Seven Key Issues for Construction Professionals to Consider When Dealing With COVID-19
Posted by GibbsGiden Under Construction and Public Contracts
By now every construction professional has been inundated with articles regarding the impacts of COVID-19 on the construction industry. The sheer volume of information is overwhelming and changes by the hour. This article is intended to summarize key issues affecting construction professionals and serve as a general road map for navigating the crisis.
1. Determine Project Status
The first consideration is whether the construction projects at issue are allowed to proceed given “shelter in place” and related orders.
Generally speaking, Governor Newsom has deemed construction to be essential and, therefore, exempt from California’s “Safer at Home” order. There is some debate as to whether the governor’s order takes priority over contradictory local (City and County) orders. For example, some Northern California counties and the City of Berkeley have issued orders expressly providing that their local orders legally supersede the State order because the local orders are more restrictive.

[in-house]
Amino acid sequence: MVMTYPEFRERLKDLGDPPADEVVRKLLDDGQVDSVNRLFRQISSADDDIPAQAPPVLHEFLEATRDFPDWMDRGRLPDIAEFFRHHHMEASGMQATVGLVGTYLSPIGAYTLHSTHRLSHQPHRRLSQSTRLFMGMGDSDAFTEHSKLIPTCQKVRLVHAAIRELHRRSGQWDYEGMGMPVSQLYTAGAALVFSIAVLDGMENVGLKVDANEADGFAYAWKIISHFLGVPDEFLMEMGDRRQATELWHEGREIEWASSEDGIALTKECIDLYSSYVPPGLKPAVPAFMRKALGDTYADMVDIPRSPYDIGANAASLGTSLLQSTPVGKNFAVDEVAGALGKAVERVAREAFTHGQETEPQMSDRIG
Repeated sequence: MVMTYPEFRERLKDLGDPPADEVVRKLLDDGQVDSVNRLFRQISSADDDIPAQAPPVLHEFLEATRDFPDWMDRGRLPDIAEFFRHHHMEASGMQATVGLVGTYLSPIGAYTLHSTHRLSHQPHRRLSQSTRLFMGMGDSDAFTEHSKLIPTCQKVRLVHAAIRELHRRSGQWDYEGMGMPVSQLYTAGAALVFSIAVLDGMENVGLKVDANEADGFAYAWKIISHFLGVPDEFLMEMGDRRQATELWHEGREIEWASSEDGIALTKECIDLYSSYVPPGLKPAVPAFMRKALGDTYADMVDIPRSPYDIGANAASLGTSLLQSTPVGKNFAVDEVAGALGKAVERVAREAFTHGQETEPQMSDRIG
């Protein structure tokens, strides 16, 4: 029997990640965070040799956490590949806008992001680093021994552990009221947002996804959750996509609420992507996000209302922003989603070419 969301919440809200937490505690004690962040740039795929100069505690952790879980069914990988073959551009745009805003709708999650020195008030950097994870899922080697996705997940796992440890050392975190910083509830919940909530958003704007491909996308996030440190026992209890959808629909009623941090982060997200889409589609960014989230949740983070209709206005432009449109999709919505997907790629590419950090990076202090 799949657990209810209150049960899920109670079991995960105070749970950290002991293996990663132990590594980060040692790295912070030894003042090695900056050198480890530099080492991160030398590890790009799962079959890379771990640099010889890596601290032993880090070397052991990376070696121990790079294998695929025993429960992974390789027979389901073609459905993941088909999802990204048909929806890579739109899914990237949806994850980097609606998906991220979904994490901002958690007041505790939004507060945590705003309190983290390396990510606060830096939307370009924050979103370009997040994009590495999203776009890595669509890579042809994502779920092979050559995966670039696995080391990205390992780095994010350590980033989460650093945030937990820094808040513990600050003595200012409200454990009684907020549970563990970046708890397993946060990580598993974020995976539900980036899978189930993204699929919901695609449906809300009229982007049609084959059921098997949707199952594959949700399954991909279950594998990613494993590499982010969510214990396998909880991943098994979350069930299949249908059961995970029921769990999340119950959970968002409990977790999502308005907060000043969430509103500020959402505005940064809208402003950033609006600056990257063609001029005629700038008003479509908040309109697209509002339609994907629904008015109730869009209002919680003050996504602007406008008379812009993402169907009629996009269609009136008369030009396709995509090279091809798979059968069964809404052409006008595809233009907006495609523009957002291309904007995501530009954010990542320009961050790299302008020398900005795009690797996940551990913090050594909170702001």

If a local ordinance, public entity representative, or the project owner orders the project to shut down, the parties will need to make a fact specific determination regarding how to proceed at that time.
If the project proceeds, employee safety is paramount. In the City of Los Angeles employers are required to develop a “comprehensive COVID-19 exposure control plan” that includes a laundry list of safety requirements. Regardless of the jurisdiction, the parties must err on the side of caution and comply with social distancing (six feet), refrain from holding meetings, and close the project to the public. Anyone who can work remotely should be encouraged to do so.
2. Review Insurance Policies